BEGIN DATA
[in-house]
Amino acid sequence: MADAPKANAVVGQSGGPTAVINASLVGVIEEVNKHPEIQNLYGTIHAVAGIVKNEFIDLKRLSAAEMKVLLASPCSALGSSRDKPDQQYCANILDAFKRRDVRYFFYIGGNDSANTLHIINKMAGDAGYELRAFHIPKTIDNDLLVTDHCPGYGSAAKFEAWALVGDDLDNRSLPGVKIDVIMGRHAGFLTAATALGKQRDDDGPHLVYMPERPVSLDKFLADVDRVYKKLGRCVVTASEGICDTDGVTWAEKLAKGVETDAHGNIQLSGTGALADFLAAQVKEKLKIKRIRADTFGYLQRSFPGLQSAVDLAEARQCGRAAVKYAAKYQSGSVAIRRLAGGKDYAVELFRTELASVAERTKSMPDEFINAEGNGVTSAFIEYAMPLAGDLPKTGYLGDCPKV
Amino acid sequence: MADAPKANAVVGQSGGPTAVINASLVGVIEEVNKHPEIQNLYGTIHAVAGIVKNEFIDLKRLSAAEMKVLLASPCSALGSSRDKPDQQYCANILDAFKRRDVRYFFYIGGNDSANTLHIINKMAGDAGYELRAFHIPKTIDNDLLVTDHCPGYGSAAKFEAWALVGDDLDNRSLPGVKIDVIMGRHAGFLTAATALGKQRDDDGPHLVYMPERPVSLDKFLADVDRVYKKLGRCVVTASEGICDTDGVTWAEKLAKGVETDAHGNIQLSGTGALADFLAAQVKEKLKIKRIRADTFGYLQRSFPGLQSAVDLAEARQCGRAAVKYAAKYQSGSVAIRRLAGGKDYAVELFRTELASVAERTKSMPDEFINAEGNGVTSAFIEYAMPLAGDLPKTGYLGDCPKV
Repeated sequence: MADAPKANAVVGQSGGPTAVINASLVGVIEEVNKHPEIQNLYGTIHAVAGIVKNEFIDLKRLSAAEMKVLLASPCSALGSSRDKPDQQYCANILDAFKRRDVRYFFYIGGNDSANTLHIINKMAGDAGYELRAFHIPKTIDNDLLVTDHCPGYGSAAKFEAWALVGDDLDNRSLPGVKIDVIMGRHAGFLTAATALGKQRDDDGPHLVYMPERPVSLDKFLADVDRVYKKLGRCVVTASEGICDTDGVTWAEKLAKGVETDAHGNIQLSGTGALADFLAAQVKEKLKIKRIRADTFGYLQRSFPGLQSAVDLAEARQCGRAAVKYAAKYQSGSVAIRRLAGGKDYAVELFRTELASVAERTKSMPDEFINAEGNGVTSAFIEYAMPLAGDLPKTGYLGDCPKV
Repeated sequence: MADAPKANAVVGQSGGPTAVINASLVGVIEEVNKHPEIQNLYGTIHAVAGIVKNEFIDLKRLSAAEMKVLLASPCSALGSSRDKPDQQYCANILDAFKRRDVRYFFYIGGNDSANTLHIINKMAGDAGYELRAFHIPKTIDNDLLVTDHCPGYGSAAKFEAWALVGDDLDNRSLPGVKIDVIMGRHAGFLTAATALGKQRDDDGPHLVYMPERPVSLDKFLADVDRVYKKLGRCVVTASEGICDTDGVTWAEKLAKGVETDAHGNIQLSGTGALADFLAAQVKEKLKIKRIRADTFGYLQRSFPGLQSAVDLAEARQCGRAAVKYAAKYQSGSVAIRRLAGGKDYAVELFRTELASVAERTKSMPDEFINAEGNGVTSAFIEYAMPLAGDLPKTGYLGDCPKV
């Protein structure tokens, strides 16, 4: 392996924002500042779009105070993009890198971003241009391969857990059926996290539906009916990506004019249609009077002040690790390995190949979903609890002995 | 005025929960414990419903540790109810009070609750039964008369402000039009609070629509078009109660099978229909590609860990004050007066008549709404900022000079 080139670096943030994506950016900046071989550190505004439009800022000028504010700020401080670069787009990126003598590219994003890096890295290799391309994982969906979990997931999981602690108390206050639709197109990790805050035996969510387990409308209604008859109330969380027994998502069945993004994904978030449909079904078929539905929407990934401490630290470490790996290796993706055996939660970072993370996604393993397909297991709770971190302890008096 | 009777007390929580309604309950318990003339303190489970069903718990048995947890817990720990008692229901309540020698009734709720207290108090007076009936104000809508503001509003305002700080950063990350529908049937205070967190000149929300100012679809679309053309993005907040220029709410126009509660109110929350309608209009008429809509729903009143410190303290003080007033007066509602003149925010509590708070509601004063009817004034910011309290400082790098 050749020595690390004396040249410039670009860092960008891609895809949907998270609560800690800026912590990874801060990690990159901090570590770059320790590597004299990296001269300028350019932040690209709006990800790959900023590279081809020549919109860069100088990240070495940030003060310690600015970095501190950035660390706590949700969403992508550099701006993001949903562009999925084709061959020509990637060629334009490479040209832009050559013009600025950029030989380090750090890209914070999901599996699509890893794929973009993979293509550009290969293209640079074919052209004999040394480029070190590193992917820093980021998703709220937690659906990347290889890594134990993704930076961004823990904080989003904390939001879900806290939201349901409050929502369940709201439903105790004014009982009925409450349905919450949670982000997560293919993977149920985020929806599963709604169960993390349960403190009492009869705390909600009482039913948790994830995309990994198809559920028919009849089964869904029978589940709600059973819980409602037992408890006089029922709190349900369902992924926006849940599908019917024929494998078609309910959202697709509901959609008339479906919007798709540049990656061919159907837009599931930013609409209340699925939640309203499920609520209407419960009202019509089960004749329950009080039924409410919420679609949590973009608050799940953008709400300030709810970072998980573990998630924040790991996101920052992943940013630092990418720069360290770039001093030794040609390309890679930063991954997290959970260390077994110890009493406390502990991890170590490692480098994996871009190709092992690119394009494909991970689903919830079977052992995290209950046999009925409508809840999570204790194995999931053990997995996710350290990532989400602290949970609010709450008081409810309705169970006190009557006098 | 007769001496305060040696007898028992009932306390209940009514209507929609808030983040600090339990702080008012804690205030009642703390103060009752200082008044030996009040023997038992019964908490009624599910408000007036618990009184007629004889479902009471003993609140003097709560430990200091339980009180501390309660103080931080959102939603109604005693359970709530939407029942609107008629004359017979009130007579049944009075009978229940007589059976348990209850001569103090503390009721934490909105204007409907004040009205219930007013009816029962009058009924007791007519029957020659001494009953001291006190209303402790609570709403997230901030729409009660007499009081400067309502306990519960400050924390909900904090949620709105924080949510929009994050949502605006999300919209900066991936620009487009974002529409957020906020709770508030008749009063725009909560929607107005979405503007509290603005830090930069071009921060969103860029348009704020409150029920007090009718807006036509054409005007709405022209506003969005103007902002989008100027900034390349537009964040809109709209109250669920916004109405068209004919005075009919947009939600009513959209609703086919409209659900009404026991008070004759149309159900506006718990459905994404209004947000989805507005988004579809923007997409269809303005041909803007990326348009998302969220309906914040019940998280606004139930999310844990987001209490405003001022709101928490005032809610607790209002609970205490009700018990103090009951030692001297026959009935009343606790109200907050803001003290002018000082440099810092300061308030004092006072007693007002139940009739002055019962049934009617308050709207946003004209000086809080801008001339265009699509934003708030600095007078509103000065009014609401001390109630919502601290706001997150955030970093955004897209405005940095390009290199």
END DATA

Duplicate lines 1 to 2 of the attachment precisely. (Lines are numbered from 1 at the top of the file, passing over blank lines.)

[in-house]
Amino acid sequence: MADAPKANAVVGQSGGPTAVINASLVGVIEEVNKHPEIQNLYGTIHAVAGIVKNEFIDLKRLSAAEMKVLLASPCSALGSSRDKPDQQYCANILDAFKRRDVRYFFYIGGNDSANTLHIINKMAGDAGYELRAFHIPKTIDNDLLVTDHCPGYGSAAKFEAWALVGDDLDNRSLPGVKIDVIMGRHAGFLTAATALGKQRDDDGPHLVYMPERPVSLDKFLADVDRVYKKLGRCVVTASEGICDTDGVTWAEKLAKGVETDAHGNIQLSGTGALADFLAAQVKEKLKIKRIRADTFGYLQRSFPGLQSAVDLAEARQCGRAAVKYAAKYQSGSVAIRRLAGGKDYAVELFRTELASVAERTKSMPDEFINAEGNGVTSAFIEYAMPLAGDLPKTGYLGDCPKV